Credit Reports and Debt Level
Did you know that your credit reports and your debt level are tied together in many ways? Many consumers do not realize how the amount of debt that they carry affects their credit reports, which, in turn, affects their credit score. Here are some insights into how this relationship works.
The first thing consumers should understand is that all debt that is reported to the credit bureaus will be added together in order to get to a total. This includes auto loans, home loans, credit card balances, department store tabs, etc. The second thing to understand is that the only weapon consumers have to offset debt is income. This is why it is important to make sure that you list all sources of income when you apply for a loan.
Once the agencies have your debt level and your income level they use that information to calculate various ratios. One of the most important and most often used ratios is the debt-to-income formula. This ratio, as the name suggests, shows the relationship between the amount of money that you currently owe, to the amount of money that you have each month to spend.
Basic math tells us that if your debt goes up, perhaps through the use of a credit card purchase, and you income stays the same, which is common for most households, the result is not in your favor. On the other hand, if income goes up and debt stays the same or decreases because of payments made, the result is in your favor.
There are many more factors used when determining your credit score, but the debt-to-income ratio is one of the most influential. The more you can decrease your debt the better your credit score will be. Better, in this case, means a higher score. Conversely, the more debt that you carry the lower your score will be.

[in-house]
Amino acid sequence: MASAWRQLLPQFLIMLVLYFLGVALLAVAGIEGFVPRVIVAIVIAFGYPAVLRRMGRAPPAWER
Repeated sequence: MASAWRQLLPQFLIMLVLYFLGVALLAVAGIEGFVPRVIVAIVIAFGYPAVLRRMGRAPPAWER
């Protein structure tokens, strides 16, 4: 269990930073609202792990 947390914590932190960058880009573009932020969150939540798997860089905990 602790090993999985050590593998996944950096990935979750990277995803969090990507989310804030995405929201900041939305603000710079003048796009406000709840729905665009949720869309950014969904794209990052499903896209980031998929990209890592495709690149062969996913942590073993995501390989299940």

Another ratio that is used is called available credit-to-debt. This formula takes into account the amount of credit that you are eligible for according to the information on your credit reports. This would include such things as the credit limits you have on your various credit cards. The limits you have on department store cards or gasoline credit cards and other types of revolving credit. The higher your available credit is when compared with your current debt, the better.
The last issue that most consumers should understand when it comes to credit reports and debt levels has to do with payment history. Credit reports can be seen as historical documents in that lenders can track the behavior of a consumer over time. If lenders see that a consumer has added a lot of debt and then see that late payments begin to happen, well, that is often seen as a red flag to them and they will assume that the consumer has reached the upper limit of sustainable debt. For this reason, consumers should try to keep debt low and make sure that all payments are sent in on time.